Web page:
A Hundred Days to Happiness #96: The Rules of Engagement – Secrets of a Happy Marriage

At my cousin Rob’s wedding, guests were asked to contribute marital advice.  Herewith are the practical pearls I have gleaned from 22 years of wedded bliss (and the rest of the time).

Some churches require marriage prep classes.  I think all couples should attend them.  A friend, who has found his wife less talkative recently, admitted that they missed out on the session about communication.

At marriage prep class, couples usually learn to talk about their feelings and to listen to one another.  A common trap we all fall into is the assumption of mind-reading.  We assume the other knows what we want or we assume we know the motivation behind an action that upset us.

The key is to communicate your feelings without assigning blame.  It can take a lifetime to master, but you’re supposed to have a lifetime together.

What follows is what I didn’t learn in marriage prep – the rules of engagement that we ought to learn as early as possible.  They come up regularly in my counselling sessions with patients.


The quirky qualities – mispronunciations, silly habits, goofy laughs and crooked smiles – which are cute and endearing during courtship become irritating imperfections and nasty habits as time goes by.

And our emotional reactions, ranging from simmering irritation to roiling rage, are often out of proportion to their triviality.  One patient found that she would get angry when her husband would forget to turn off the basement light.  She learned to extinguish that anger when I asked her to consider how she would feel if he was gone.  She might miss that light in the future.

We all tend to take one another for granted.  The mess and the noise that bother us now might be the very things we’ll cherish in another time.  I find our home too quiet if I come home when my wife and kids are out.


As I’ve said before, children provide the easiest lessons in unconditional love.  The greater challenges can be in continually accepting and loving your spouse and the rest of the package – your in-laws.

As a rule of thumb, listen and sympathize when your spouse complains about her family, but never be critical of them.  If you insult your spouse’s family, your spouse may take it personally.

Part of a successful marriage is valuing or at least respecting what the other values.  Sadly, one man’s treasure can be junk to his wife.  Church thrift sales and the garbage dump have been the burial grounds for many men’s prized possessions, including favourite toys (which may never have been used), collectables (which may be collecting dust) or hallowed, holey shirts.


In our home, the family calendar is the final word.  If an activity or appointment is not written down, it is deemed never to have been discussed.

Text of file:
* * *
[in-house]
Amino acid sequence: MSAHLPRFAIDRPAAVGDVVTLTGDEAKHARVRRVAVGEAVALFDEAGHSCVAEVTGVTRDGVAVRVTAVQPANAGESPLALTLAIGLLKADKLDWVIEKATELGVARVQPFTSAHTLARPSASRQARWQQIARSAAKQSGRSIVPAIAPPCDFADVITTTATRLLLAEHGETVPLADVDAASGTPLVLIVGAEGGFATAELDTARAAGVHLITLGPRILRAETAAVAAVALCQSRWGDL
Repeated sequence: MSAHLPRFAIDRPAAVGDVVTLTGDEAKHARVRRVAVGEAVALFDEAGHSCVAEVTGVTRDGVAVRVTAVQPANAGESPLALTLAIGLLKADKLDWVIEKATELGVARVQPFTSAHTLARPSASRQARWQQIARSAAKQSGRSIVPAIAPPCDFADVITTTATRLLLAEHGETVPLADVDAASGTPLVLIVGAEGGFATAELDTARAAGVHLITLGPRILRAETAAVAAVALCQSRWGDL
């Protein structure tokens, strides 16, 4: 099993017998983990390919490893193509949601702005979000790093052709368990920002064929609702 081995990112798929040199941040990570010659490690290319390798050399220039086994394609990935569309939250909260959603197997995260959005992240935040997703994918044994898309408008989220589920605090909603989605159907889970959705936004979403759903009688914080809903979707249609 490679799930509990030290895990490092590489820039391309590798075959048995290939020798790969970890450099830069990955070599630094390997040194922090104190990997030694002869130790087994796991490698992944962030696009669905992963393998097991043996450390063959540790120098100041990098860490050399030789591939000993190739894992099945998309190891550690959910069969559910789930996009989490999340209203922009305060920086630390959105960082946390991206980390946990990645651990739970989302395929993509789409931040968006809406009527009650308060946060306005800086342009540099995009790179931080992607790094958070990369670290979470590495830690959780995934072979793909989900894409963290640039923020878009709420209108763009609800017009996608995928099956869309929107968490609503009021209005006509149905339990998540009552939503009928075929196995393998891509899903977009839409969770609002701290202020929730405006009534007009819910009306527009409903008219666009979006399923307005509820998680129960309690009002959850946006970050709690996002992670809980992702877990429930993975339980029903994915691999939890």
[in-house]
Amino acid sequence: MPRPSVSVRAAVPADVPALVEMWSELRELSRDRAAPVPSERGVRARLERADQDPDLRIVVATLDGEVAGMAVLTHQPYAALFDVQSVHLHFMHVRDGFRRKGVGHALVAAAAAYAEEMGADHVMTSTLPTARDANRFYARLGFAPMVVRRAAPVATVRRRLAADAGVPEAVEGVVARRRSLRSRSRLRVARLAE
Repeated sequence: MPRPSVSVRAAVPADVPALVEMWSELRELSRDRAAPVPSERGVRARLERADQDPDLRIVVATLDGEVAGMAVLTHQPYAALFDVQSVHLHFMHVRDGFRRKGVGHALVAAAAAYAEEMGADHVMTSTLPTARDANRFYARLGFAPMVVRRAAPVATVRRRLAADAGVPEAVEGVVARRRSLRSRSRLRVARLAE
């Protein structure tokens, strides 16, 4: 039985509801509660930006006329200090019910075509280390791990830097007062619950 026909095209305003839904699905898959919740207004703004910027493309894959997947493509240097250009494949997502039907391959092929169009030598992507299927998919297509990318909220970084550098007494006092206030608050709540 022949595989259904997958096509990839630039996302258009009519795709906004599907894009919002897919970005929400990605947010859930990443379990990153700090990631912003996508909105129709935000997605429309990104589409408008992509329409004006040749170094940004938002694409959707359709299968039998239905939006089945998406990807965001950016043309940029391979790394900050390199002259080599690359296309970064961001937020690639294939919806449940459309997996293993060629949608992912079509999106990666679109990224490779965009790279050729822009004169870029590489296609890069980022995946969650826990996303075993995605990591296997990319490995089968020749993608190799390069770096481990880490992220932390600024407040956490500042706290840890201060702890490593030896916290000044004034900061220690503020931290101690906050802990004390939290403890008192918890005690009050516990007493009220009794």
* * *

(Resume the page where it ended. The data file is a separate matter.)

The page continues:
Its important to agree on how much time each of you need together, alone, with family and with friends.   If a couple doesn’t spend enough time together, talking and listening, their schedules will never feel balanced and satisfying.


I once thought I could judge if a house was female or male dominated by the position of the toilet seat.  Now I’m training my boys to leave the shared toilet seats down.  It just makes sense.

My best friend found that it saved him a lot of cleaning.  It’s also more considerate.  Cold porcelain against bare skin is only a treat during a heat wave.

For the record, toothpaste should be squeezed from the end, and of course, the cap should be screwed back on.  Toilet paper should roll from the top.  That’s the way you see it in commercials, on the package illustrations and in fine hotels.  It is also easier for one-handed tearing.  (My women readers may wish to try this at home if they don’t believe me, but try it from a standing position).  For extra brownie points, fold the corners so that the first panel comes to a point – just like they do it at fancy hotels.


I learned after years of marriage that many women, my wife included, maintain their own secret bank account.  It came in handy when I thought we couldn’t afford our mortgage.

Each couple should find a mutually agreeable way to manage their finances.  This is where differing values can cause a lot of discord.  Tolerance for risk and debt differ widely between individuals.  Communication and respect are key.


Almost all married couples have problems hearing.  This is because we tend to talk to one another without looking face to face, often from another room and sometimes from another floor of the house.  It’s no wonder we don’t remember what we tell one another.

One patient, whose wife asked me to check his hearing, admitted that he would turn off his hearing aid once in a while for some peace and quiet.


My patient asked me last week, “Which sex is more stubborn?”  It depends on whom you’re talking to.

I have found that wives are often correct but they need the patience to allow their husbands to discover that for themselves . . . in the fullness of time . . . without saying, “I told you so!”

As for the clichéd advice about never going to bed angry, we all will do it sooner or later.  The key is to wake up thankful.  Appreciation, that reciprocal emotion, benefits both of you.  If you set the tone for the day with a morning meditation of thankfulness; trivial irritations become insignificant.  If you express your appreciation for your spouse with complements, thanks and loving acts, you’ll strengthen your relationship and the other’s self-worth.  We all need to feel appreciated.



About Davidicus Wong

I am a family physician. I write a weekly newspaper column, Healthwise for the Vancouver Courier, Burnaby Now, Royal City Record and Richmond News.
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